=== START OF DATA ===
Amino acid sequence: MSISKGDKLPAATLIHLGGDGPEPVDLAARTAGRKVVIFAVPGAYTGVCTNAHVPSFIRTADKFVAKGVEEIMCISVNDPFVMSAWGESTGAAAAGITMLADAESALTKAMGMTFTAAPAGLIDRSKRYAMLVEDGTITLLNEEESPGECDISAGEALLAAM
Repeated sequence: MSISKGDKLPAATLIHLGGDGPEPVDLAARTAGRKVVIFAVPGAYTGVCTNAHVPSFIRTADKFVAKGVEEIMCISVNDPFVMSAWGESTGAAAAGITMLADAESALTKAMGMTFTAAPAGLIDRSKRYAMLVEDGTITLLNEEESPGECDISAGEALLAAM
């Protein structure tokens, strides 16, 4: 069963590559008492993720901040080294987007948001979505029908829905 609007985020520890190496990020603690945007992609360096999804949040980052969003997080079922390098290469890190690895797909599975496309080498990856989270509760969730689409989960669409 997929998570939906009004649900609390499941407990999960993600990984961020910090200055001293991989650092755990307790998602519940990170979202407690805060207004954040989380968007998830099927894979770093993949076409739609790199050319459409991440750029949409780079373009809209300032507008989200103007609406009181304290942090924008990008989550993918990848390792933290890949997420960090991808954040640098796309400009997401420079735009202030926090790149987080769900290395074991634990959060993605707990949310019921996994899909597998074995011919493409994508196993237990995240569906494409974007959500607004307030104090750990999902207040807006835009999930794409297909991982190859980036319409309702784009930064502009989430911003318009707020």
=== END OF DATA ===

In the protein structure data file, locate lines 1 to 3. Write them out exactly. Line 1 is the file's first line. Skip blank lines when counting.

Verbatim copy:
Amino acid sequence: MSISKGDKLPAATLIHLGGDGPEPVDLAARTAGRKVVIFAVPGAYTGVCTNAHVPSFIRTADKFVAKGVEEIMCISVNDPFVMSAWGESTGAAAAGITMLADAESALTKAMGMTFTAAPAGLIDRSKRYAMLVEDGTITLLNEEESPGECDISAGEALLAAM
Repeated sequence: MSISKGDKLPAATLIHLGGDGPEPVDLAARTAGRKVVIFAVPGAYTGVCTNAHVPSFIRTADKFVAKGVEEIMCISVNDPFVMSAWGESTGAAAAGITMLADAESALTKAMGMTFTAAPAGLIDRSKRYAMLVEDGTITLLNEEESPGECDISAGEALLAAM
């Protein structure tokens, strides 16, 4: 069963590559008492993720901040080294987007948001979505029908829905 609007985020520890190496990020603690945007992609360096999804949040980052969003997080079922390098290469890190690895797909599975496309080498990856989270509760969730689409989960669409 997929998570939906009004649900609390499941407990999960993600990984961020910090200055001293991989650092755990307790998602519940990170979202407690805060207004954040989380968007998830099927894979770093993949076409739609790199050319459409991440750029949409780079373009809209300032507008989200103007609406009181304290942090924008990008989550993918990848390792933290890949997420960090991808954040640098796309400009997401420079735009202030926090790149987080769900290395074991634990959060993605707990949310019921996994899909597998074995011919493409994508196993237990995240569906494409974007959500607004307030104090750990999902207040807006835009999930794409297909991982190859980036319409309702784009930064502009989430911003318009707020």